WASHINGTON – The chairman of the House Homeland Security Committee asked the Obama administration Friday to provide data to back up its assertions that the southwest border is more secure than it has been in decades.
In a letter to Janet Napolitano, secretary of Homeland Security, Rep. Michael McCaul (R-Texas) said the administration’s claims of success on the border appeared at odds with a Times story Thursday that cited details from internal Customs and Border Patrol reports.
“These revelations are in stark contrast to the administration’s declaration that the border is more secure than ever due to greater resources having been deployed to the region, and that lower rates of apprehensions signify fewer individuals are crossing,” McCaul wrote.
McCaul said Congress has provided money over the last decade to more than double the number of border agents, build nearly 700 miles of fencing, and deploy new surveillance technologies.
“However, we do not know if additional resources have produced better results,” he wrote. He said the administration has been “unable to answer the fundamental question: How effective are we at keeping illegal immigrants, drug smugglers and potential terrorists out of our country given this enormous investment?”
Rep. Candice Miller (R-Mich), who chairs the House Subcommittee on Border and Maritime Security, also signed the letter. Peter Boogaard, the Homeland Security Department spokesman, said Napolitano’s office will respond directly to the members of Congress who sent the letter.
The Times story quoted internal reports on the Vader, short for Vehicle and Dismount Exploitation Radar. The system, which is mounted on a Predator drone, tracks people on the ground. Border Patrol agents are then sent to intercept them.
The internal reports showed that border agents apprehended fewer than half of the individuals who the airborne radar showed had illegally crossed into a 150-square-mile stretch of Arizona west of Nogales between Oct. 1 and Jan. 17.
In interviews, Customs and Border Protection officials said the internal reports are misleading because the tallies include only those migrants and smugglers who were tracked and captured when the radar was operating, and not those who may have entered or been captured when the Predator was elsewhere or on the ground. The Vader system is used about two weeks every month, usually starting in predawn darkness and flying eight to 12 hours.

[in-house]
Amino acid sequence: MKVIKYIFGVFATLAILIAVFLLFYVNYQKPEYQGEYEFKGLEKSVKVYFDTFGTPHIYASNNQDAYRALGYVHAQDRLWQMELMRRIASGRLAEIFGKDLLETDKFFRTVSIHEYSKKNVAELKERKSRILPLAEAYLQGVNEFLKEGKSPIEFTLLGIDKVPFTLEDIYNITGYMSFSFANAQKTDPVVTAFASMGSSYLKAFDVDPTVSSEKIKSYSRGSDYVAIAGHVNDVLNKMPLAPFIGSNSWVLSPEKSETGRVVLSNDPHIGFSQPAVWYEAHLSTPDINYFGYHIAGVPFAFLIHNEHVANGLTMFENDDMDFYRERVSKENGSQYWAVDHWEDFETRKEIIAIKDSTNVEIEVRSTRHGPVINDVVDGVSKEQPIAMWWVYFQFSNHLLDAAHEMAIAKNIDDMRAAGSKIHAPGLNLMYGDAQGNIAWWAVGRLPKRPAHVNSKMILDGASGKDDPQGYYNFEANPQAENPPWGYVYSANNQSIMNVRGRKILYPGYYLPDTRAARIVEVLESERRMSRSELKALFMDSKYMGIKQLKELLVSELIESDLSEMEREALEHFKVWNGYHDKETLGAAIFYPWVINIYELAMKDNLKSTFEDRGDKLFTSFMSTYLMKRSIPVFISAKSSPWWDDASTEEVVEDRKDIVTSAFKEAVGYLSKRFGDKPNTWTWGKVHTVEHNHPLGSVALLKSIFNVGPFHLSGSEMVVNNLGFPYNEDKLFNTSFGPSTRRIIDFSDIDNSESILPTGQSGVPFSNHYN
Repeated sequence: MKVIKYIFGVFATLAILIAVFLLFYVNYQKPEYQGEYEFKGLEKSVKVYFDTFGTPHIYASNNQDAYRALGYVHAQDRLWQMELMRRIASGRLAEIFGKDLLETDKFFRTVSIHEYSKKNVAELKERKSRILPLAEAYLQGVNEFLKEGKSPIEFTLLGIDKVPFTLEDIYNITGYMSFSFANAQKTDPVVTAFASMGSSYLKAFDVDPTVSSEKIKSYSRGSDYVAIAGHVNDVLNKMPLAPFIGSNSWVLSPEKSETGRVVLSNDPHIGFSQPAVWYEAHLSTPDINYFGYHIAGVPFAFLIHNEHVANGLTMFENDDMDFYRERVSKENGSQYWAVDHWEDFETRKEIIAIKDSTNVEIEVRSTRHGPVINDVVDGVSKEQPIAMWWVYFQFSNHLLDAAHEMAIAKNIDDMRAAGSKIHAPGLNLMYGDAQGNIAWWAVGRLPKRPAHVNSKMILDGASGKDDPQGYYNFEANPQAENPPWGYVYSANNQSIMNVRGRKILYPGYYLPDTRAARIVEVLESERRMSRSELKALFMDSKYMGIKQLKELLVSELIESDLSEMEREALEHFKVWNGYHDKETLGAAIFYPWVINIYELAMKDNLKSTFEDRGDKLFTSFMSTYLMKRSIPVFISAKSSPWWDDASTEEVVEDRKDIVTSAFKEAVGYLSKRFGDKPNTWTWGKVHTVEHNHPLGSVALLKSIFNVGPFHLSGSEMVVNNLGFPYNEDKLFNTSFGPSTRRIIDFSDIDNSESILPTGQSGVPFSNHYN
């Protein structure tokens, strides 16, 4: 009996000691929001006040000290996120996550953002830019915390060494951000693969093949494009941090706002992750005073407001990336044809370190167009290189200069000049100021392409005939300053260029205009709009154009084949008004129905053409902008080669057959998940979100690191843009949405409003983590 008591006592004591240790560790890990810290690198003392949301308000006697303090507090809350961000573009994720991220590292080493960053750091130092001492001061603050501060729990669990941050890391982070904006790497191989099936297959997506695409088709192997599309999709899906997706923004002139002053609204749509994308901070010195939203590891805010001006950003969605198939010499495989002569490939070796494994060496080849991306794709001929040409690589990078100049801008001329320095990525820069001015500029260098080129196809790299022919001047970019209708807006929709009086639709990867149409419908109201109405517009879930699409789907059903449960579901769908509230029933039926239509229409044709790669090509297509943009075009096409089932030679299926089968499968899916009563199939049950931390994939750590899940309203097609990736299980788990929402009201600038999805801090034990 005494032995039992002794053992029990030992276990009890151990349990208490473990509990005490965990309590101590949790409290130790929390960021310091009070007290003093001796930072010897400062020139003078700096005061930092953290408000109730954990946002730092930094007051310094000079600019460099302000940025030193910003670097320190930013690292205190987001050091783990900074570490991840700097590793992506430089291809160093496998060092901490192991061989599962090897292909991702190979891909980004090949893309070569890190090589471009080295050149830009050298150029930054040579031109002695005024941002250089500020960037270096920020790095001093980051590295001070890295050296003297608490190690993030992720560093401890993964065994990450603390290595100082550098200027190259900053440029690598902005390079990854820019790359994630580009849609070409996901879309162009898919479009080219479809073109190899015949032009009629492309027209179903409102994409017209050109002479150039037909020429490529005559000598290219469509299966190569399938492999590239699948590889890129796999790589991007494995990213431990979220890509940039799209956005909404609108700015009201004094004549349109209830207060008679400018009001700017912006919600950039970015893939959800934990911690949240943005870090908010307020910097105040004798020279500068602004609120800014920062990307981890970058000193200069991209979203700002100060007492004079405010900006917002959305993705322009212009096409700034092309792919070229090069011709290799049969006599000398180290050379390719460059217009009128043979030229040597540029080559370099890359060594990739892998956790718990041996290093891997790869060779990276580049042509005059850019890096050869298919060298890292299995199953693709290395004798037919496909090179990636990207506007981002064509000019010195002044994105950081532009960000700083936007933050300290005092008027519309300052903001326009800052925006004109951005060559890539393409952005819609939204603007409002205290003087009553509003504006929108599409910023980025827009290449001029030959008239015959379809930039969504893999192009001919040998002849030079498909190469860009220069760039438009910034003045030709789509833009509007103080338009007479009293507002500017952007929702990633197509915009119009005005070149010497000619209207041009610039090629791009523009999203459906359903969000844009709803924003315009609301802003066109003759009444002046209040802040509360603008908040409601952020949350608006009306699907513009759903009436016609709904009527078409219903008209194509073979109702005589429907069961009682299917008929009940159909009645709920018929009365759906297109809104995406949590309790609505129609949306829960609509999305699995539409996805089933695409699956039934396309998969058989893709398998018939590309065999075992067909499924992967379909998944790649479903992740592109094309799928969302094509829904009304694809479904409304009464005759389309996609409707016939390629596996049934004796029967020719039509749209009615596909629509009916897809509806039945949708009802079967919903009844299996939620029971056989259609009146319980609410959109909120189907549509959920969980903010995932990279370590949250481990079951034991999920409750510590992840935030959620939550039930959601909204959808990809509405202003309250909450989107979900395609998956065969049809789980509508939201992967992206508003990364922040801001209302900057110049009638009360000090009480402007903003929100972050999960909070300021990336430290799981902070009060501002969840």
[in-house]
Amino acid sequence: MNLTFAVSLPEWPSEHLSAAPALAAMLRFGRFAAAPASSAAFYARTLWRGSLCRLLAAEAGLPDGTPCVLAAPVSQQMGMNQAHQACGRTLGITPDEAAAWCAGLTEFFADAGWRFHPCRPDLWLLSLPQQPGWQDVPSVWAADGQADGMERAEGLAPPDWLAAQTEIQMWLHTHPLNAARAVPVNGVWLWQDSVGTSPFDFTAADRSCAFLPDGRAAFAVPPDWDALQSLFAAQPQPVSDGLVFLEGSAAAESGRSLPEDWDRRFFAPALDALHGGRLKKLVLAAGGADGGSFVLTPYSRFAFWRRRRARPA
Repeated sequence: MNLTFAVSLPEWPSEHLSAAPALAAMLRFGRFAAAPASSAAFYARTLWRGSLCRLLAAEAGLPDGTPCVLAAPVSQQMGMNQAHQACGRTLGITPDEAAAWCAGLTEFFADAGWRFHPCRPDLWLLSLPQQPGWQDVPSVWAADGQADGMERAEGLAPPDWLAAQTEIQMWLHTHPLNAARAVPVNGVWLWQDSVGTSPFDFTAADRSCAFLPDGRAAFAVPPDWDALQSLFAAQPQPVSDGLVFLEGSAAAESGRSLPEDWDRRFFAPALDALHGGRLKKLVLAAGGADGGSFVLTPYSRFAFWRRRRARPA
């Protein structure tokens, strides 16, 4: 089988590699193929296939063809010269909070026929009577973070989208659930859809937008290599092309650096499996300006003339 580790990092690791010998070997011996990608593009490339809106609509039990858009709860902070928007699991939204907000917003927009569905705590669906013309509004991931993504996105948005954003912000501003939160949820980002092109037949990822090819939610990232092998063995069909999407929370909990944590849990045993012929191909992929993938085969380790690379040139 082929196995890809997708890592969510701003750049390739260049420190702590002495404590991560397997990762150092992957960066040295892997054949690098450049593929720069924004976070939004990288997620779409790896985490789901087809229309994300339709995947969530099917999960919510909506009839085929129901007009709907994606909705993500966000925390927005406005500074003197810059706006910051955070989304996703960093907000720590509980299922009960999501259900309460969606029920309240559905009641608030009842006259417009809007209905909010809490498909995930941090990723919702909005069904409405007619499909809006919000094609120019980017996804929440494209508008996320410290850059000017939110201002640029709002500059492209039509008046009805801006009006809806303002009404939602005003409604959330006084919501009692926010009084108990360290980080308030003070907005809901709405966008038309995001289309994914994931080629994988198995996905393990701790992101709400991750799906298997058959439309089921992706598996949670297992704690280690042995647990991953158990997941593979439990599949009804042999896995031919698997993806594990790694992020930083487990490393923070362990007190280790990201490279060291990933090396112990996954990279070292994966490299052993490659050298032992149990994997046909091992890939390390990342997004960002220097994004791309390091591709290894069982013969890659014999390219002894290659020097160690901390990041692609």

The officials also said the radar is operated on a remote part of the 2,000-mile border, and the results may not be indicative of apprehensions in other areas.
“The initial methodology for apprehensions and turn-backs reported was flawed and reflected an incomplete picture of border enforcement actions,” said Michael Friel, spokesman for Customs and Border Protection.
“Apprehensions in the report reflected enforcement actions during the limited hours that the Vader system was deployed and did not reflect apprehensions made outside [its] view,” he added.
The agency is working to refine the methodology and to expand use of the Vader to other parts of the border, however. It has requested money from Congress for two more Vader systems. Each costs about $5 million a year to maintain and operate.
“This is a great technology that will help us see the border area much better,” said another official, who spoke on condition of anonymity because some details about the program are not yet public.
The radar, which was developed by the Pentagon to help U.S. forces spot insurgents planting roadside bombs in Afghanistan, has been deployed in Arizona for about 1,300 hours since March 2012.
The Vader can distinguish between humans and large animals, and can track objects moving more than 2 mph. People moving toward the drone appear as red dots, while people moving away appear as green dots.
Operators then use a video camera and thermal imaging device on the drone to determine if the dots are migrants or smugglers with backpacks, and to verify what the internal reports call “confirmed nefarious tracks.” A ground station then relays the locations to Border Patrol agents in the area.
Homeland Security officials have struggled for years to create a reliable system to measure relative shifts in border security. The latest version is called the “Border Condition Index.” It includes tallies of recent apprehensions, seizures of marijuana and other drugs, as well as crime rates and property values in border towns.
Considered together, those metrics point to a significant improvement in recent years, according to Secretary Napolitano.